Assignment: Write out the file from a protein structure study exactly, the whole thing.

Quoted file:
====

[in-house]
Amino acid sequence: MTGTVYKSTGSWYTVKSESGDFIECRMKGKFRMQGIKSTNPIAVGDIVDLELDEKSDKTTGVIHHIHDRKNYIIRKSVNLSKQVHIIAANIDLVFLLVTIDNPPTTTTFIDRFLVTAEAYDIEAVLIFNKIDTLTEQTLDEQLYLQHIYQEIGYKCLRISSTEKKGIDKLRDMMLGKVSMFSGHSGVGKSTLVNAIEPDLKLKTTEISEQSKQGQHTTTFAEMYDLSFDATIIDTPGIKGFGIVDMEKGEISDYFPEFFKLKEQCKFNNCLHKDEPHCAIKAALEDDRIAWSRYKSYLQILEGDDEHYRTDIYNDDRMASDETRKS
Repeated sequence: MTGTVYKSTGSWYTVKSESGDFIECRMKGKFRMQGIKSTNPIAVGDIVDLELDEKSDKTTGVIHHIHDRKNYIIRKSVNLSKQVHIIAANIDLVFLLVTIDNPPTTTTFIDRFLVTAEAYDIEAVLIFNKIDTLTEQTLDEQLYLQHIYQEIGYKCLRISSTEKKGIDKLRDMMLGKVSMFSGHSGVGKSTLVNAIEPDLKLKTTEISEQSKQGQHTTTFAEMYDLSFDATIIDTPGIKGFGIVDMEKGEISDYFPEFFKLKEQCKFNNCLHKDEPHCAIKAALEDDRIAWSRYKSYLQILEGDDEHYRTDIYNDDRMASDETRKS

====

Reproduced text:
[in-house]
Amino acid sequence: MTGTVYKSTGSWYTVKSESGDFIECRMKGKFRMQGIKSTNPIAVGDIVDLELDEKSDKTTGVIHHIHDRKNYIIRKSVNLSKQVHIIAANIDLVFLLVTIDNPPTTTTFIDRFLVTAEAYDIEAVLIFNKIDTLTEQTLDEQLYLQHIYQEIGYKCLRISSTEKKGIDKLRDMMLGKVSMFSGHSGVGKSTLVNAIEPDLKLKTTEISEQSKQGQHTTTFAEMYDLSFDATIIDTPGIKGFGIVDMEKGEISDYFPEFFKLKEQCKFNNCLHKDEPHCAIKAALEDDRIAWSRYKSYLQILEGDDEHYRTDIYNDDRMASDETRKS
Repeated sequence: MTGTVYKSTGSWYTVKSESGDFIECRMKGKFRMQGIKSTNPIAVGDIVDLELDEKSDKTTGVIHHIHDRKNYIIRKSVNLSKQVHIIAANIDLVFLLVTIDNPPTTTTFIDRFLVTAEAYDIEAVLIFNKIDTLTEQTLDEQLYLQHIYQEIGYKCLRISSTEKKGIDKLRDMMLGKVSMFSGHSGVGKSTLVNAIEPDLKLKTTEISEQSKQGQHTTTFAEMYDLSFDATIIDTPGIKGFGIVDMEKGEISDYFPEFFKLKEQCKFNNCLHKDEPHCAIKAALEDDRIAWSRYKSYLQILEGDDEHYRTDIYNDDRMASDETRKS